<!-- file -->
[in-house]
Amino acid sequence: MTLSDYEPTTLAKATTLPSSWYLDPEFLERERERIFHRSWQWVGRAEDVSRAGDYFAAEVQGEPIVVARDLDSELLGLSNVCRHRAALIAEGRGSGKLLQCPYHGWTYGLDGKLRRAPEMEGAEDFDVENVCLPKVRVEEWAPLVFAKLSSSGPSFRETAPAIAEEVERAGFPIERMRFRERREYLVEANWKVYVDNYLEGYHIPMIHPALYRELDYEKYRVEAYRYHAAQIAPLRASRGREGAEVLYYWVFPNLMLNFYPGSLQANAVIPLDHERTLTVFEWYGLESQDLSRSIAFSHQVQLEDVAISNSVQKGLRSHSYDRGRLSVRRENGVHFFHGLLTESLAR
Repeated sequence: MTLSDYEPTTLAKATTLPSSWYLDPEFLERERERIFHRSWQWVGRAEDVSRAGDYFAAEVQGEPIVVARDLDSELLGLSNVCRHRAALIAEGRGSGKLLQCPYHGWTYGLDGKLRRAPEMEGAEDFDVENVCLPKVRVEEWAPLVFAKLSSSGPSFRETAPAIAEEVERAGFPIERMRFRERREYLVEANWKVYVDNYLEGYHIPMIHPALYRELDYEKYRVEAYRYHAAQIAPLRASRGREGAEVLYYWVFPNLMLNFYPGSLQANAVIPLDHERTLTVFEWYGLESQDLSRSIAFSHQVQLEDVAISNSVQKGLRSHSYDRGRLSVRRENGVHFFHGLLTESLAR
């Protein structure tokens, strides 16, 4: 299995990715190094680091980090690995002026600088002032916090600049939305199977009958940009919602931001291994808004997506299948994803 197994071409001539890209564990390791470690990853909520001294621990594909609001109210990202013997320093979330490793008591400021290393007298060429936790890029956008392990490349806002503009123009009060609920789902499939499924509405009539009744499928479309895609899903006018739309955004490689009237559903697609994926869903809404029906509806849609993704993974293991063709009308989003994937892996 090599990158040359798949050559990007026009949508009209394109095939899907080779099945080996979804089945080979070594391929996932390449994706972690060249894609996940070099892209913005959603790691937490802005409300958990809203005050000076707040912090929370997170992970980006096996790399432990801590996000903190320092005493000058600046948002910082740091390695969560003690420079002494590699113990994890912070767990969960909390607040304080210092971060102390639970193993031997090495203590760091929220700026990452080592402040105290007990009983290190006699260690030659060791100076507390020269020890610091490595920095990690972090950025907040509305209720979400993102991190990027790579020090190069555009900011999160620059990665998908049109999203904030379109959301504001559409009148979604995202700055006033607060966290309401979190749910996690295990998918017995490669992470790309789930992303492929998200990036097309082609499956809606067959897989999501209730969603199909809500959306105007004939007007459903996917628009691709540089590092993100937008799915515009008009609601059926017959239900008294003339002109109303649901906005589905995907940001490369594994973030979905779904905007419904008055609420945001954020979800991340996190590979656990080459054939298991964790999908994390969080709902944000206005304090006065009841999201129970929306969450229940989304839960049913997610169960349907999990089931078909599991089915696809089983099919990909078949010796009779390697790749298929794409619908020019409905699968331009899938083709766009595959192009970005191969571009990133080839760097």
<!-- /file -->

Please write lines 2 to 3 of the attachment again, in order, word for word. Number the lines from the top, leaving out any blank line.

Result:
Amino acid sequence: MTLSDYEPTTLAKATTLPSSWYLDPEFLERERERIFHRSWQWVGRAEDVSRAGDYFAAEVQGEPIVVARDLDSELLGLSNVCRHRAALIAEGRGSGKLLQCPYHGWTYGLDGKLRRAPEMEGAEDFDVENVCLPKVRVEEWAPLVFAKLSSSGPSFRETAPAIAEEVERAGFPIERMRFRERREYLVEANWKVYVDNYLEGYHIPMIHPALYRELDYEKYRVEAYRYHAAQIAPLRASRGREGAEVLYYWVFPNLMLNFYPGSLQANAVIPLDHERTLTVFEWYGLESQDLSRSIAFSHQVQLEDVAISNSVQKGLRSHSYDRGRLSVRRENGVHFFHGLLTESLAR
Repeated sequence: MTLSDYEPTTLAKATTLPSSWYLDPEFLERERERIFHRSWQWVGRAEDVSRAGDYFAAEVQGEPIVVARDLDSELLGLSNVCRHRAALIAEGRGSGKLLQCPYHGWTYGLDGKLRRAPEMEGAEDFDVENVCLPKVRVEEWAPLVFAKLSSSGPSFRETAPAIAEEVERAGFPIERMRFRERREYLVEANWKVYVDNYLEGYHIPMIHPALYRELDYEKYRVEAYRYHAAQIAPLRASRGREGAEVLYYWVFPNLMLNFYPGSLQANAVIPLDHERTLTVFEWYGLESQDLSRSIAFSHQVQLEDVAISNSVQKGLRSHSYDRGRLSVRRENGVHFFHGLLTESLAR